You can include some compost in the potting mix as this feeds the plant and ups its water holding capacity, and

  • Invest in a pot that has lower porosity

That way, it does not wick away moisture from your plant, leaving it dehydrated.

Your monstera should perk up within a few days, and you can keep up the new routine to ensure it remains healthy.

3) Your Monstera Needs More Light

Lighting serves a crucial role in the growth of the monstera. The plant relies on the photons derived from light to make food.

And when it can no longer access enough of these photons, the plant cuts back on making food and lacks the energy to serve important roles. A plant in low light conditions will generally show the following signs:

  • Darkening of the leaves

Low light conditions result in the loss of chlorophyll pigments. And that takes away from the color of the leaves.

Additionally, variegated monstera species can lose their variegation when placed in low light. Without chlorophyll, physiological processes in the plant suffer, and the monstera leaves can start turning black.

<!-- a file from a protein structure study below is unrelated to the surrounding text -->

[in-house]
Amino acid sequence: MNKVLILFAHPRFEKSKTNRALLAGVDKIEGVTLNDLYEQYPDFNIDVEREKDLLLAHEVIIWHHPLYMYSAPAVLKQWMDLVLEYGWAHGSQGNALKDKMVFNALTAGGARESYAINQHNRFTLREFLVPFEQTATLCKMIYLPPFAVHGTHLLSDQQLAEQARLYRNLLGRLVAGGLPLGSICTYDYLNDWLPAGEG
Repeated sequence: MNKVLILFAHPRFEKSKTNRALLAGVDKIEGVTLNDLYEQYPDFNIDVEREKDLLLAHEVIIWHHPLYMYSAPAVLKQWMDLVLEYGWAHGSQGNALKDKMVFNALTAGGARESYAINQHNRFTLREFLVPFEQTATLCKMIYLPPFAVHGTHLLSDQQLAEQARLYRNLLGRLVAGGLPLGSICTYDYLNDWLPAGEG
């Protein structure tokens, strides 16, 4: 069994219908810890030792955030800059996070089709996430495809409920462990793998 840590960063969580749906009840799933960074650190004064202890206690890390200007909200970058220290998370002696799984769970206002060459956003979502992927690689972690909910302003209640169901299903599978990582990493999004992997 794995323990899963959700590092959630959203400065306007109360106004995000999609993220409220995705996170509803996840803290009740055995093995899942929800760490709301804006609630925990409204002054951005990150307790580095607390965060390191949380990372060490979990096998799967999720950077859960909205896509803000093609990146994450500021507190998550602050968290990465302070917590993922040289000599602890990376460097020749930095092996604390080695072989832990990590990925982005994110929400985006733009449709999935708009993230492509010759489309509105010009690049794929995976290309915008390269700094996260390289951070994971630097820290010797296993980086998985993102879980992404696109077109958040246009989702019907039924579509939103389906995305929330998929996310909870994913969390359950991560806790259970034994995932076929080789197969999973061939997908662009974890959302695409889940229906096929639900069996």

Let’s not forget that inadequate light is a catalyst for overwatering, where the plant faces the risk of fungal infestation,

  • Stunted or slowed growth because the plant lacks adequate energy to promote healthy growth,
  • Leggy growth as the plant tries to reach light from other sources, and
  • The production of small leaves whose photosynthesizing efforts don’t do much to help the plant.

You will also notice that a monstera in low light will often sit in moist soil even when you space out its watering.

That’s because it does not use much of the water you give it. After all, photosynthesis takes a hit in such conditions.

Fixing Low Lighting